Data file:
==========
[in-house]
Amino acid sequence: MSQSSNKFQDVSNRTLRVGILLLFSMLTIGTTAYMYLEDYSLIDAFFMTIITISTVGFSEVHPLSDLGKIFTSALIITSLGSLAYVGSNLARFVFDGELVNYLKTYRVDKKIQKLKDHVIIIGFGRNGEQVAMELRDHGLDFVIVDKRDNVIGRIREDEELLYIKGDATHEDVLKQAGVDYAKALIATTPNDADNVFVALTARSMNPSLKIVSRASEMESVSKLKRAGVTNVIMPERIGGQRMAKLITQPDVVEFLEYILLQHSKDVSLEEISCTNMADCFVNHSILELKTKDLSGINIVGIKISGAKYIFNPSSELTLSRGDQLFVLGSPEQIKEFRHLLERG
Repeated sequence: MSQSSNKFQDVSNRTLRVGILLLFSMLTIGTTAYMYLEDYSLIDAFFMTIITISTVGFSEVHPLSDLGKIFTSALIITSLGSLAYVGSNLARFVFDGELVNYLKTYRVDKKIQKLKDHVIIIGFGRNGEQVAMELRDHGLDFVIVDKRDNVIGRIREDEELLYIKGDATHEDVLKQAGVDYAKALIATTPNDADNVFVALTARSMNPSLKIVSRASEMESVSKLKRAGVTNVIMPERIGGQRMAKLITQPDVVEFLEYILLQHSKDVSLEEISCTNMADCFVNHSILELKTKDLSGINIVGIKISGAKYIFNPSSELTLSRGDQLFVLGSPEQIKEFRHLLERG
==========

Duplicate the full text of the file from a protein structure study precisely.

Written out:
[in-house]
Amino acid sequence: MSQSSNKFQDVSNRTLRVGILLLFSMLTIGTTAYMYLEDYSLIDAFFMTIITISTVGFSEVHPLSDLGKIFTSALIITSLGSLAYVGSNLARFVFDGELVNYLKTYRVDKKIQKLKDHVIIIGFGRNGEQVAMELRDHGLDFVIVDKRDNVIGRIREDEELLYIKGDATHEDVLKQAGVDYAKALIATTPNDADNVFVALTARSMNPSLKIVSRASEMESVSKLKRAGVTNVIMPERIGGQRMAKLITQPDVVEFLEYILLQHSKDVSLEEISCTNMADCFVNHSILELKTKDLSGINIVGIKISGAKYIFNPSSELTLSRGDQLFVLGSPEQIKEFRHLLERG
Repeated sequence: MSQSSNKFQDVSNRTLRVGILLLFSMLTIGTTAYMYLEDYSLIDAFFMTIITISTVGFSEVHPLSDLGKIFTSALIITSLGSLAYVGSNLARFVFDGELVNYLKTYRVDKKIQKLKDHVIIIGFGRNGEQVAMELRDHGLDFVIVDKRDNVIGRIREDEELLYIKGDATHEDVLKQAGVDYAKALIATTPNDADNVFVALTARSMNPSLKIVSRASEMESVSKLKRAGVTNVIMPERIGGQRMAKLITQPDVVEFLEYILLQHSKDVSLEEISCTNMADCFVNHSILELKTKDLSGINIVGIKISGAKYIFNPSSELTLSRGDQLFVLGSPEQIKEFRHLLERG